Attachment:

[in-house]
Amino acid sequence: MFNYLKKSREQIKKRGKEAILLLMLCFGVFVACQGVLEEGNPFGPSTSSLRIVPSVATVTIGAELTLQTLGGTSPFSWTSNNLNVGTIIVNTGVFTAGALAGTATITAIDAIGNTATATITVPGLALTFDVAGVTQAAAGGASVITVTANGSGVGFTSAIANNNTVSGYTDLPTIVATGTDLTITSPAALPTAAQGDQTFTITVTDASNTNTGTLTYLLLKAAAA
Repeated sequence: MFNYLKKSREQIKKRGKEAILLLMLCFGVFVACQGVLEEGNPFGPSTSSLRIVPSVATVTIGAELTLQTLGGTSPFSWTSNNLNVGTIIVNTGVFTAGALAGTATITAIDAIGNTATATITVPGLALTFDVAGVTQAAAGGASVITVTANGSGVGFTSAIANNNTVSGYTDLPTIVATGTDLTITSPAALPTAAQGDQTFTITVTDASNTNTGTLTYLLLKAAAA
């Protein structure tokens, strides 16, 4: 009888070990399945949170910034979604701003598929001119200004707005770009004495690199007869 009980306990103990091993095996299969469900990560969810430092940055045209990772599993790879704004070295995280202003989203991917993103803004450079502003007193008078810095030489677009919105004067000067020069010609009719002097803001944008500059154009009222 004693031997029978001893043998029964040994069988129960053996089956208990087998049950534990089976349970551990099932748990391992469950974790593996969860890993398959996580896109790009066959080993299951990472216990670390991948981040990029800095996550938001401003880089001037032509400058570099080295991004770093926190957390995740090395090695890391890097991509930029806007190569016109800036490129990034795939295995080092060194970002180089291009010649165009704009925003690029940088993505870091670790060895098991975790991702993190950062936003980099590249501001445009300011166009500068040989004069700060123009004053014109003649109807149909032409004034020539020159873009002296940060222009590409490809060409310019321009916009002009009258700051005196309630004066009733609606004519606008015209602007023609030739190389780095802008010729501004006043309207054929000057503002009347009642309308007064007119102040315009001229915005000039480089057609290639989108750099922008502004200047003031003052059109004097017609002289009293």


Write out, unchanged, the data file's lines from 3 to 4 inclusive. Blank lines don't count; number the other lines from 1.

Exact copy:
Repeated sequence: MFNYLKKSREQIKKRGKEAILLLMLCFGVFVACQGVLEEGNPFGPSTSSLRIVPSVATVTIGAELTLQTLGGTSPFSWTSNNLNVGTIIVNTGVFTAGALAGTATITAIDAIGNTATATITVPGLALTFDVAGVTQAAAGGASVITVTANGSGVGFTSAIANNNTVSGYTDLPTIVATGTDLTITSPAALPTAAQGDQTFTITVTDASNTNTGTLTYLLLKAAAA
């Protein structure tokens, strides 16, 4: 009888070990399945949170910034979604701003598929001119200004707005770009004495690199007869 009980306990103990091993095996299969469900990560969810430092940055045209990772599993790879704004070295995280202003989203991917993103803004450079502003007193008078810095030489677009919105004067000067020069010609009719002097803001944008500059154009009222 004693031997029978001893043998029964040994069988129960053996089956208990087998049950534990089976349970551990099932748990391992469950974790593996969860890993398959996580896109790009066959080993299951990472216990670390991948981040990029800095996550938001401003880089001037032509400058570099080295991004770093926190957390995740090395090695890391890097991509930029806007190569016109800036490129990034795939295995080092060194970002180089291009010649165009704009925003690029940088993505870091670790060895098991975790991702993190950062936003980099590249501001445009300011166009500068040989004069700060123009004053014109003649109807149909032409004034020539020159873009002296940060222009590409490809060409310019321009916009002009009258700051005196309630004066009733609606004519606008015209602007023609030739190389780095802008010729501004006043309207054929000057503002009347009642309308007064007119102040315009001229915005000039480089057609290639989108750099922008502004200047003031003052059109004097017609002289009293």